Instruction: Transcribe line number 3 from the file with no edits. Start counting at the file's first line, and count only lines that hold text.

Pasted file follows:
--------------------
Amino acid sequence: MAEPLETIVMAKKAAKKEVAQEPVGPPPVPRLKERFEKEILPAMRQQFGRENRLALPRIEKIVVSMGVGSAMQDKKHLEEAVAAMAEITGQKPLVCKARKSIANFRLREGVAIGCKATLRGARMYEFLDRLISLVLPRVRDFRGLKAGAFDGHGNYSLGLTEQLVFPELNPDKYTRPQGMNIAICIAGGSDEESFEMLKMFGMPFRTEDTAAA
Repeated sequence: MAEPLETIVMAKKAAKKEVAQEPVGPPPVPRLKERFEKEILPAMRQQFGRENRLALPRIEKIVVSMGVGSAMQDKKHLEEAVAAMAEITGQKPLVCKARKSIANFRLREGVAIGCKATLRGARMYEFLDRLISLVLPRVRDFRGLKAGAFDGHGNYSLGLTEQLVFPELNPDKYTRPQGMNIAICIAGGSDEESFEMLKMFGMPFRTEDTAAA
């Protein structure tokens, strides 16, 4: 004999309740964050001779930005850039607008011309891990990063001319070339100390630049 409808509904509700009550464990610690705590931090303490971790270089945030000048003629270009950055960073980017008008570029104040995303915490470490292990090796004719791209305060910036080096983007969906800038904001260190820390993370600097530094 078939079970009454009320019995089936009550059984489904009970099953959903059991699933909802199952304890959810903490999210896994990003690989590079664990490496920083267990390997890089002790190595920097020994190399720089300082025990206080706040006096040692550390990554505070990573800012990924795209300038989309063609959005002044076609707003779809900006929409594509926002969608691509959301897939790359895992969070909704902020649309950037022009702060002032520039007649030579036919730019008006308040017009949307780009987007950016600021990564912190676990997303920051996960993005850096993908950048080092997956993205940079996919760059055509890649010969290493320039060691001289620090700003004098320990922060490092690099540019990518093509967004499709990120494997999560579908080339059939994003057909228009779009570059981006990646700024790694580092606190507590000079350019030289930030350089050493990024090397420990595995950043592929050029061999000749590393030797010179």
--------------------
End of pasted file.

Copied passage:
């Protein structure tokens, strides 16, 4: 004999309740964050001779930005850039607008011309891990990063001319070339100390630049 409808509904509700009550464990610690705590931090303490971790270089945030000048003629270009950055960073980017008008570029104040995303915490470490292990090796004719791209305060910036080096983007969906800038904001260190820390993370600097530094 078939079970009454009320019995089936009550059984489904009970099953959903059991699933909802199952304890959810903490999210896994990003690989590079664990490496920083267990390997890089002790190595920097020994190399720089300082025990206080706040006096040692550390990554505070990573800012990924795209300038989309063609959005002044076609707003779809900006929409594509926002969608691509959301897939790359895992969070909704902020649309950037022009702060002032520039007649030579036919730019008006308040017009949307780009987007950016600021990564912190676990997303920051996960993005850096993908950048080092997956993205940079996919760059055509890649010969290493320039060691001289620090700003004098320990922060490092690099540019990518093509967004499709990120494997999560579908080339059939994003057909228009779009570059981006990646700024790694580092606190507590000079350019030289930030350089050493990024090397420990595995950043592929050029061999000749590393030797010179």